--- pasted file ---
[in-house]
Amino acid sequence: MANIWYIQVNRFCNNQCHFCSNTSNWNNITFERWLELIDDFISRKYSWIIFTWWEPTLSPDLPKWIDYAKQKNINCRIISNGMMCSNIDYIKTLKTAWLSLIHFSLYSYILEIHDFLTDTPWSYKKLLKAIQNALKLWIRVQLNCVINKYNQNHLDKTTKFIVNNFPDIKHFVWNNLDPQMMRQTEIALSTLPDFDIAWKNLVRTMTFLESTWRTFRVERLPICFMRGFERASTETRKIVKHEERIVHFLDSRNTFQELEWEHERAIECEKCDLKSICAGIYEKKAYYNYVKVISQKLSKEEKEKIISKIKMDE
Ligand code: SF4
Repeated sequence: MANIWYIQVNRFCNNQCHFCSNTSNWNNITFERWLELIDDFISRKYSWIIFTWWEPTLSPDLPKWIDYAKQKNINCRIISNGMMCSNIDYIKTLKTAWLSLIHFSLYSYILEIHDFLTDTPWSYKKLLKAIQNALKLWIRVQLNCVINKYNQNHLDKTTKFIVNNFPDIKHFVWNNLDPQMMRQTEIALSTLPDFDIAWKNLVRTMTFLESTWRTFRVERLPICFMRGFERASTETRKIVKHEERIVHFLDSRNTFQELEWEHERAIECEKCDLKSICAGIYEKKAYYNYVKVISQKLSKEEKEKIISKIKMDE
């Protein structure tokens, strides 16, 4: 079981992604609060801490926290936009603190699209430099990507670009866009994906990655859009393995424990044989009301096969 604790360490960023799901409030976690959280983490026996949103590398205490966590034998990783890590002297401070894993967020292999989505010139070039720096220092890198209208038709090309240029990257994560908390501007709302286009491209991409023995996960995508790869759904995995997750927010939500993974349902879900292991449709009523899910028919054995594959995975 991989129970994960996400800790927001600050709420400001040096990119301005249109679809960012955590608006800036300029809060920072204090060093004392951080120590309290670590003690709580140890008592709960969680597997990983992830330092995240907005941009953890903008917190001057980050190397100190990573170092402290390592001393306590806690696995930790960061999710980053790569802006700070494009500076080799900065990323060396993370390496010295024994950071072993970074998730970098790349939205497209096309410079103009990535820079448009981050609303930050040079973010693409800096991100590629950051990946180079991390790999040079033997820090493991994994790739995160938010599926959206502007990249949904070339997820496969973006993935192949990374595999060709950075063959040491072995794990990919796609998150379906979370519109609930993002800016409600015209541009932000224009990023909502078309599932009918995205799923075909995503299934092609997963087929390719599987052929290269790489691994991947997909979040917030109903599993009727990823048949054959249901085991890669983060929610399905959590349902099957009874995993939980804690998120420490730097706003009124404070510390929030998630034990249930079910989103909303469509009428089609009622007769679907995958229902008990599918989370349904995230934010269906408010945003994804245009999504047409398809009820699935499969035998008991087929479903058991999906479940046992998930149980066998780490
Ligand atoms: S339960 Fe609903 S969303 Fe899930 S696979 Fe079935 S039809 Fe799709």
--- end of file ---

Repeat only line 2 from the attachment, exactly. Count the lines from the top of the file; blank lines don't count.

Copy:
Amino acid sequence: MANIWYIQVNRFCNNQCHFCSNTSNWNNITFERWLELIDDFISRKYSWIIFTWWEPTLSPDLPKWIDYAKQKNINCRIISNGMMCSNIDYIKTLKTAWLSLIHFSLYSYILEIHDFLTDTPWSYKKLLKAIQNALKLWIRVQLNCVINKYNQNHLDKTTKFIVNNFPDIKHFVWNNLDPQMMRQTEIALSTLPDFDIAWKNLVRTMTFLESTWRTFRVERLPICFMRGFERASTETRKIVKHEERIVHFLDSRNTFQELEWEHERAIECEKCDLKSICAGIYEKKAYYNYVKVISQKLSKEEKEKIISKIKMDE